The first few days of the Trump presidency have produced an extraordinary number of changes to our nation’s immigration laws. In recent days, the fate of the H-1B visa program has been added to the growing list of immigration programs that are the subject of renewed interest and concern. The White House appears to be considering a draft Executive Order dated January 23, 2017 titled “Protecting American Jobs and Workers by Strengthening the Integrity of Foreign Worker Visa Programs.” This draft addresses all employment-based visa categories. Additionally, several pieces of legislation have been introduced in Congress addressing the H-1B program in particular.


The draft Executive Order lays the groundwork for many changes to the employment-based immigration system in the United States. Because the Executive Order is broadly focused on all employment-based immigration programs, only two sections specifically address the H-1B program.

The sections on H-1B visas direct agencies to:

  • Consider changes to the H-1B process to make it “more efficient and ensure that beneficiaries of the program are the best and the brightest”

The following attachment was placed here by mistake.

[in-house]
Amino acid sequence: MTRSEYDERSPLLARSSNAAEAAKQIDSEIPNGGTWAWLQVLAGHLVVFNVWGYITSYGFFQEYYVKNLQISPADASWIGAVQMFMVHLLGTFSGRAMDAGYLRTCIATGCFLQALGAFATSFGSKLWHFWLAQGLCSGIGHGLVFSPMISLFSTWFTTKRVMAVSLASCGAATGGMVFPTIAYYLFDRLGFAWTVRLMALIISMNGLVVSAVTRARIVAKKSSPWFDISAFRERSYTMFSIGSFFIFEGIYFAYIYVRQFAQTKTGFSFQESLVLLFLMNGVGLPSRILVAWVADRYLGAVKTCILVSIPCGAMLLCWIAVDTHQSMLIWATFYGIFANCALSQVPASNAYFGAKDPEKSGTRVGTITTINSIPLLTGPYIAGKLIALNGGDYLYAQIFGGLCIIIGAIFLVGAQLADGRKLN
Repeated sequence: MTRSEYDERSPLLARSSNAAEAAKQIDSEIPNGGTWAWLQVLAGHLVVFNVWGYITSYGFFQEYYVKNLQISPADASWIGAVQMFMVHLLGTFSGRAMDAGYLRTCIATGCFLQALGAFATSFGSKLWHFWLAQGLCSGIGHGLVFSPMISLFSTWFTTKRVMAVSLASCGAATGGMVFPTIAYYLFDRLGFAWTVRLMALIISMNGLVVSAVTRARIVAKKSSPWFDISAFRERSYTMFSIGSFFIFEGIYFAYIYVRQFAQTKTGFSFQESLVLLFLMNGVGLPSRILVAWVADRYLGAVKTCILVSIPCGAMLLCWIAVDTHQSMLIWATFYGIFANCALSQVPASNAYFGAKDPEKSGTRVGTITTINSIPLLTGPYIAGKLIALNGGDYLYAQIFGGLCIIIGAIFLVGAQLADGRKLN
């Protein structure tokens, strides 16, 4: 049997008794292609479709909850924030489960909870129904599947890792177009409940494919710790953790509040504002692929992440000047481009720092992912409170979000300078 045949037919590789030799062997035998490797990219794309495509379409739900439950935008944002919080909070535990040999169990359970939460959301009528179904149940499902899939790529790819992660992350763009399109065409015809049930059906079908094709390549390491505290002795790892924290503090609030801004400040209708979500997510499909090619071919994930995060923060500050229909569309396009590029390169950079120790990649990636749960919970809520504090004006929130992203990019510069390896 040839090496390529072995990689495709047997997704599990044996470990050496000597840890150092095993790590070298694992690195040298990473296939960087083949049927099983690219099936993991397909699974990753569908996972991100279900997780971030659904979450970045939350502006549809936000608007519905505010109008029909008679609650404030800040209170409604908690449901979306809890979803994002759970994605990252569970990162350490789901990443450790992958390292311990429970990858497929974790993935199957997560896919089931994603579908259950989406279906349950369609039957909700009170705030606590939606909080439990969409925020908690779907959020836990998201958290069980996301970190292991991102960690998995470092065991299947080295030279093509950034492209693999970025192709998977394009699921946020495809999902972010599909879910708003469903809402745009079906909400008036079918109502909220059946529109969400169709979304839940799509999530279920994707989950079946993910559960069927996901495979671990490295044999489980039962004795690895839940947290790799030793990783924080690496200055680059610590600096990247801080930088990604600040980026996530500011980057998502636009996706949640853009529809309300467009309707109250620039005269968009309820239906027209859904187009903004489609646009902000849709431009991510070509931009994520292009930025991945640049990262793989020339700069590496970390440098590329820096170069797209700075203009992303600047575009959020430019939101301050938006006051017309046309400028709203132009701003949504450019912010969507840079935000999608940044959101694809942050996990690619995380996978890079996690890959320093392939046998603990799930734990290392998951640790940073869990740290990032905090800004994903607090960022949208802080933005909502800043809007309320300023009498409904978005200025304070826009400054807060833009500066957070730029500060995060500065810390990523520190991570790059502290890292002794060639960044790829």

• Provide the President a report of the “actual or potential injury to U.S. workers caused, directly or indirectly, by work performed by nonimmigrant workers in the H-1B, L-1, and B-1 visa categories” within nine months of the signing of the Executive Order.


In addition to the draft Executive Order, bills have been introduced in the House and Senate that seek reforms to the H-1B program. A House bill introduced by Rep. Zoe Lofgren (D-CA) has received a substantial amount of media attention. The most significant changes proposed by Rep. Zofgren are to reprioritize the allocation of H-1B visas, so that employers with the highest-paying jobs would be allocated visas first and then in descending order based on the rate of pay. It also sets a much higher target wage level for dependent companies’ petitions for H-1B workers, more than doubling the current target wage rate of $60,000.

A bipartisan bill aimed at visa “fraud and abuse” was introduced in the Senate on Inauguration Day. The bill explicitly bans the replacement of U.S. workers with H-1B visa holders and also reprioritizes allocations of H-1B visas, with a mix of priorities given to U.S. students with STEM degrees and high-paying jobs.

Other bills are circulating and may be introduced in the weeks and months to come.